TENNESSEE, USA — The Great Smoky Mountains National Park turned 86 on Monday, June 15, and we've got to say it is still looking great for its age.
The United States government established the park in 1926, though it took roughly eight years to raise funds to officially open it. On June 15, 1934, the Great Smoky Mountains National Park was born!
The park shattered its all-time visitation record in 2019 with 12,547,743 visitors who came for hiking, camping, scenic drives and a chance to enjoy the area's natural beauty.
While it's the most visited park in the United States, nearly 80 percent of the forest was destroyed by logging when it was first made a national park.
Donations from conservationists, the U.S. Park Service, and the collaboration of other loggers and landowners allowed the forest to restore the over 100 native shrub and tree species that thrived there.
To celebrate the beloved park's birthday, here are 10 things to love about the Smokies.
Though the park itself is a major draw for visitors, we all know everyone wants to catch a glimpse of the famous black bears that make their home in the mountains.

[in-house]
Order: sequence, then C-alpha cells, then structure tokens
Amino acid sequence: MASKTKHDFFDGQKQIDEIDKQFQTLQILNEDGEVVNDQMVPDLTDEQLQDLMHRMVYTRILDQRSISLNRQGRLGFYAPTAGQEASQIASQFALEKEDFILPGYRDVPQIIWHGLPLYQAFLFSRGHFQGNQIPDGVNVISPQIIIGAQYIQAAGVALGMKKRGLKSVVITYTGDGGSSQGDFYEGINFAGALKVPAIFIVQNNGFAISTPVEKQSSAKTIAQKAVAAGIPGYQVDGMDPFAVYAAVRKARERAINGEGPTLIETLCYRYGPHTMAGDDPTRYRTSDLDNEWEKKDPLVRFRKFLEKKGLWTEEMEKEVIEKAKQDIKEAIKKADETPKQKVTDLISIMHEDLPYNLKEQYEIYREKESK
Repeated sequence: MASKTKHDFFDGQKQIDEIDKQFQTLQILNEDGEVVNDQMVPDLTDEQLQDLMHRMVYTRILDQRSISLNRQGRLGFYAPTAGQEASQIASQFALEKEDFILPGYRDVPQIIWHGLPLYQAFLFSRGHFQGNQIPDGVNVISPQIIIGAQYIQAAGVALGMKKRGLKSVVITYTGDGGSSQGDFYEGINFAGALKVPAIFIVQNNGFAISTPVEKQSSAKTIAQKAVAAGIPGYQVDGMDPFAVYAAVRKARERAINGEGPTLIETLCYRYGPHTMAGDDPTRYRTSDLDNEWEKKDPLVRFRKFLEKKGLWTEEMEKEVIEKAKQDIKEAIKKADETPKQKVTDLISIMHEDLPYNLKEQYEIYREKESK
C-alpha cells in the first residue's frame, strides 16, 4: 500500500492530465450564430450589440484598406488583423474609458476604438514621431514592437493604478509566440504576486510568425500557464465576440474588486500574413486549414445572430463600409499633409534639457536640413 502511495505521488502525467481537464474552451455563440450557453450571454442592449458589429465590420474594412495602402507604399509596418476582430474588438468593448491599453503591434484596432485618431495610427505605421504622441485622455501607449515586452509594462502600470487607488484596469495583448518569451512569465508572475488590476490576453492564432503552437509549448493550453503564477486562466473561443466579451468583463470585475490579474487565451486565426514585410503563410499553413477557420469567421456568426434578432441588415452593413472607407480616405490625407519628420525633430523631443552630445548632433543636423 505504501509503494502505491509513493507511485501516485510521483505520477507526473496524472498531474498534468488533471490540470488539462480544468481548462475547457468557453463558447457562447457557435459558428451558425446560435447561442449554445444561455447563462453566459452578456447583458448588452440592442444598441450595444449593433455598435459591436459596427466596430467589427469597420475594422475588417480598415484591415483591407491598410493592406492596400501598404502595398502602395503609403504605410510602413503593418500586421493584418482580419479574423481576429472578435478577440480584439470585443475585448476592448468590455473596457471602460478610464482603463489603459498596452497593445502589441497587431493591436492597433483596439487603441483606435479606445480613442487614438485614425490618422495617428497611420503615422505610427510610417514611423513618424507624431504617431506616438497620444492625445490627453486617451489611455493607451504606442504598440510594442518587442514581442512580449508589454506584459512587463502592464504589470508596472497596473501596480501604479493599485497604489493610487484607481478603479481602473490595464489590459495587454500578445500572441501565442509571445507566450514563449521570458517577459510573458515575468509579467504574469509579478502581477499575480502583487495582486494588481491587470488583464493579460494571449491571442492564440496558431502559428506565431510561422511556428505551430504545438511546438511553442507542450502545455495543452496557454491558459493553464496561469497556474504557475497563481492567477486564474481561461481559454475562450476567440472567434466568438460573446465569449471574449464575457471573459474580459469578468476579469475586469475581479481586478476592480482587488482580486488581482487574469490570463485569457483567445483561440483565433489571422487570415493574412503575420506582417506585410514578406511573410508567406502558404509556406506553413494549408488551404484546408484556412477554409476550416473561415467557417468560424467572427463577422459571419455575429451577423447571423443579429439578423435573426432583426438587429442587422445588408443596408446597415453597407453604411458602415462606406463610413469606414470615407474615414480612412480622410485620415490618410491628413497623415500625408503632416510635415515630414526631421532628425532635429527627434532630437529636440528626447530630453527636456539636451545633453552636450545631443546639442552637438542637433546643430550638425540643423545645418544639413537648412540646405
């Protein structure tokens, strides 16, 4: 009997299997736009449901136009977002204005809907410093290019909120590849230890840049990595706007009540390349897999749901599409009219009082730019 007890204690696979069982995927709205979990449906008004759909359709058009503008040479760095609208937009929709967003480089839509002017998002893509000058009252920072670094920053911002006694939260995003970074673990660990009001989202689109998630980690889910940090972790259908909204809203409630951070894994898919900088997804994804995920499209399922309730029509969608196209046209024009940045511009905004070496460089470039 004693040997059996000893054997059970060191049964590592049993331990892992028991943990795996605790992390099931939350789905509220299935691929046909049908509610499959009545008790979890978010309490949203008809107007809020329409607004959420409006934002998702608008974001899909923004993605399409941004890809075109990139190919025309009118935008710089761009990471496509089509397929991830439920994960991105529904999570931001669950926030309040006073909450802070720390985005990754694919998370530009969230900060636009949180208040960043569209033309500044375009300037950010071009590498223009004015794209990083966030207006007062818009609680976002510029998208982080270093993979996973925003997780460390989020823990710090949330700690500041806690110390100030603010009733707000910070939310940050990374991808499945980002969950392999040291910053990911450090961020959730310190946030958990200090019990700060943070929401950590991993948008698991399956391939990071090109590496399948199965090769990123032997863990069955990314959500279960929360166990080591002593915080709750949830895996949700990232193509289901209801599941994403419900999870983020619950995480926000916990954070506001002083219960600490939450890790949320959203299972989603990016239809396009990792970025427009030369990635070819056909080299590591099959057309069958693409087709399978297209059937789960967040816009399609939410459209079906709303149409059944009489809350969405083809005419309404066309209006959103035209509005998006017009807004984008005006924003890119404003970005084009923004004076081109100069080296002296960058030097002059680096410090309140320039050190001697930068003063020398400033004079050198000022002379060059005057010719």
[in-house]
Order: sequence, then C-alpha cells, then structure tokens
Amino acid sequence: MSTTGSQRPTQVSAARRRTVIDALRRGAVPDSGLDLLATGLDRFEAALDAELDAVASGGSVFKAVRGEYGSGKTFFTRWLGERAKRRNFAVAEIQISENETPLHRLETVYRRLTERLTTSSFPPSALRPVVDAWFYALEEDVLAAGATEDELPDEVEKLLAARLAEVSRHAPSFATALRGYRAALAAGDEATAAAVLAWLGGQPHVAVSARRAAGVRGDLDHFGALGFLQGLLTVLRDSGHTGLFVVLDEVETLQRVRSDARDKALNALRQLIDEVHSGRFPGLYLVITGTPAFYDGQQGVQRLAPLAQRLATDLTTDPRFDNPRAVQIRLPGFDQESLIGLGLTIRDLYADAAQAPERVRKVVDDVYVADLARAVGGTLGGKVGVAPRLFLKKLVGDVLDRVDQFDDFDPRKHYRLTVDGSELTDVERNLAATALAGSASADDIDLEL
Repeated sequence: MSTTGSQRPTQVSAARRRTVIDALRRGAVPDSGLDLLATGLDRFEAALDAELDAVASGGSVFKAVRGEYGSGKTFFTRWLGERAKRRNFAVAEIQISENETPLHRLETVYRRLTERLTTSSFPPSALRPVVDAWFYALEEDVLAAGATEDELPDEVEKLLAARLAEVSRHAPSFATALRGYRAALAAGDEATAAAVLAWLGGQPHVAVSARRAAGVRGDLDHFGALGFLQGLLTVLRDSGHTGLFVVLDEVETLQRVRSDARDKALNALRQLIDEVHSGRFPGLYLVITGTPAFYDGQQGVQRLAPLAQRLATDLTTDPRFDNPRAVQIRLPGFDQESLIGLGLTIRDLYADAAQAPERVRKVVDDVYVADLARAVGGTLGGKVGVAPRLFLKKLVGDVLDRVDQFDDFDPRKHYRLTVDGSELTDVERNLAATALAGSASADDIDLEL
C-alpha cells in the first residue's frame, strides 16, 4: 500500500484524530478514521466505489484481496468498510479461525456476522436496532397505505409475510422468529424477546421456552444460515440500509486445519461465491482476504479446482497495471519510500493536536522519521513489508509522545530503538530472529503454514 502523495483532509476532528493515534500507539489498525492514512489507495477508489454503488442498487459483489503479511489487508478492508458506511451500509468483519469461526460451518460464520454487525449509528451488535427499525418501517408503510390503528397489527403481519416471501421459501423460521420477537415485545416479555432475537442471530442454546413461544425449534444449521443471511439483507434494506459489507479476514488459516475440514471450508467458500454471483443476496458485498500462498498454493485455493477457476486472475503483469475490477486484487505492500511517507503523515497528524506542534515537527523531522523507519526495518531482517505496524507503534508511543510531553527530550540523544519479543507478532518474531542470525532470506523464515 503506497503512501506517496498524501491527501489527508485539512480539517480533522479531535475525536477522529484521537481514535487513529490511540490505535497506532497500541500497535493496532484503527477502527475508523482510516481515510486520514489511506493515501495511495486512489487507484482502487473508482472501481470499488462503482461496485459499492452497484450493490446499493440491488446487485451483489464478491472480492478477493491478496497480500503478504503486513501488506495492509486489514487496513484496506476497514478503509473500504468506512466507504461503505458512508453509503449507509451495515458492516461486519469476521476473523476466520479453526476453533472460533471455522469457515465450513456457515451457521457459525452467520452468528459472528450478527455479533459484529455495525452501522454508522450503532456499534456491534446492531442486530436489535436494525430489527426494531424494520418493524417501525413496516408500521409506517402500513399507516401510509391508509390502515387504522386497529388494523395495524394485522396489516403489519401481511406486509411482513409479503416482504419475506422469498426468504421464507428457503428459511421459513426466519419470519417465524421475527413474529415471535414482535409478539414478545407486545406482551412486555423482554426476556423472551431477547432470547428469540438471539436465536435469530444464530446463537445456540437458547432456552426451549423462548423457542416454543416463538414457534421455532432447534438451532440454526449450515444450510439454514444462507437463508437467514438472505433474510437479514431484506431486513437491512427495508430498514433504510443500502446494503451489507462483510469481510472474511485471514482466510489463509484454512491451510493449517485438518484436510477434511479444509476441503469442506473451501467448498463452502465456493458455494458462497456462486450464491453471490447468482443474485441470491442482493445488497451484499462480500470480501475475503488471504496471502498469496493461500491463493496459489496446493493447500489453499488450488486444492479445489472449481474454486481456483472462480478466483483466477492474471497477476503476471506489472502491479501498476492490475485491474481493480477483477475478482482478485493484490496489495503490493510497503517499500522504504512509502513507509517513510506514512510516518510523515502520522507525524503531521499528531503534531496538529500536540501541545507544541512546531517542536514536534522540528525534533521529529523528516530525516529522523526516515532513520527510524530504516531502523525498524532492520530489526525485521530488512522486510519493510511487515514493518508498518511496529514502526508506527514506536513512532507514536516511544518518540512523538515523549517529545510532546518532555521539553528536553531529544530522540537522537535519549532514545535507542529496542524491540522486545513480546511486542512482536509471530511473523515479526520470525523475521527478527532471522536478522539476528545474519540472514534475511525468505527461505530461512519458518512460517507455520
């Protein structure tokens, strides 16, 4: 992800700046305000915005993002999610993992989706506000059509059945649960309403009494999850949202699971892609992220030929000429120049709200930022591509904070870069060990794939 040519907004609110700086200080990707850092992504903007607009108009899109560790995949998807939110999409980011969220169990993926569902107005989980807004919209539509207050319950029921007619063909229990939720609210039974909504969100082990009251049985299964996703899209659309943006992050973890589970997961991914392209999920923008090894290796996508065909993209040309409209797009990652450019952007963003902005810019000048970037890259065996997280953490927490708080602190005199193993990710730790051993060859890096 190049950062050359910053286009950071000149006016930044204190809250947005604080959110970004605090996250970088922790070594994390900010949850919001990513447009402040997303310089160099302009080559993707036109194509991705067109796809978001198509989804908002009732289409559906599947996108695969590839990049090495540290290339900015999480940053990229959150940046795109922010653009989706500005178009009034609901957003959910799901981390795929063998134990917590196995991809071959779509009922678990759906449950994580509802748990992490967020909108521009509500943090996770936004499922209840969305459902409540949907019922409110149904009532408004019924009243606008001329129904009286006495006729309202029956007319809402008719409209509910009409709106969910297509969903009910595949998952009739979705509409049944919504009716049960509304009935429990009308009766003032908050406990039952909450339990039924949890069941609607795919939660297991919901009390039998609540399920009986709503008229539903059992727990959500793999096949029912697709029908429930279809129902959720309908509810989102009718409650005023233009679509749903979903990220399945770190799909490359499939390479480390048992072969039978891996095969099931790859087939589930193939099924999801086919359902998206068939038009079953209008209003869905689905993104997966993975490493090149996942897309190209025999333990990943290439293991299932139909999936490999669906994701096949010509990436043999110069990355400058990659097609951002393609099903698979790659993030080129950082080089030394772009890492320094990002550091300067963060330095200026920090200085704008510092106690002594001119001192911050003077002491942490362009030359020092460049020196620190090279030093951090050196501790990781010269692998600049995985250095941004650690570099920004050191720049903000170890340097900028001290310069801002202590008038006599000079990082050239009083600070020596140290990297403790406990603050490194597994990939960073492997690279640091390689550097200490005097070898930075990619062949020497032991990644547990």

From the Walker Sisters to Elkmont and everything in between, some much of East Tennessee's history has played out on those winding trails.
The black bears may be a main attraction, but the Smokies boast a variety of creatures in all shapes and sizes.
With over 800 miles of trails currently maintained, the possibilities are endless!
If hitting the trails isn't really your thing, there are plenty of treelined drives to take to enjoy the views.
6. Cades Cove
Of course, no list about the Smokies would be complete without mentioning one of its most popular destinations.
Springtime visitors are treated to the Smoky Mountains' variety of wildflowers.
8. Fall foliage
Who can resist the gorgeous views as the Smokies' trees turn from green to red, orange and yellow in the fall?
Sure, you could say this answer is a bit of a free pass, but when you really think about it, there is just so much to do in the park! No two visits have to be the same.
Last but not least, everyone comes away from their trip to the Great Smoky Mountains National Park with a story (and sometimes we are fortunate enough to get to share them).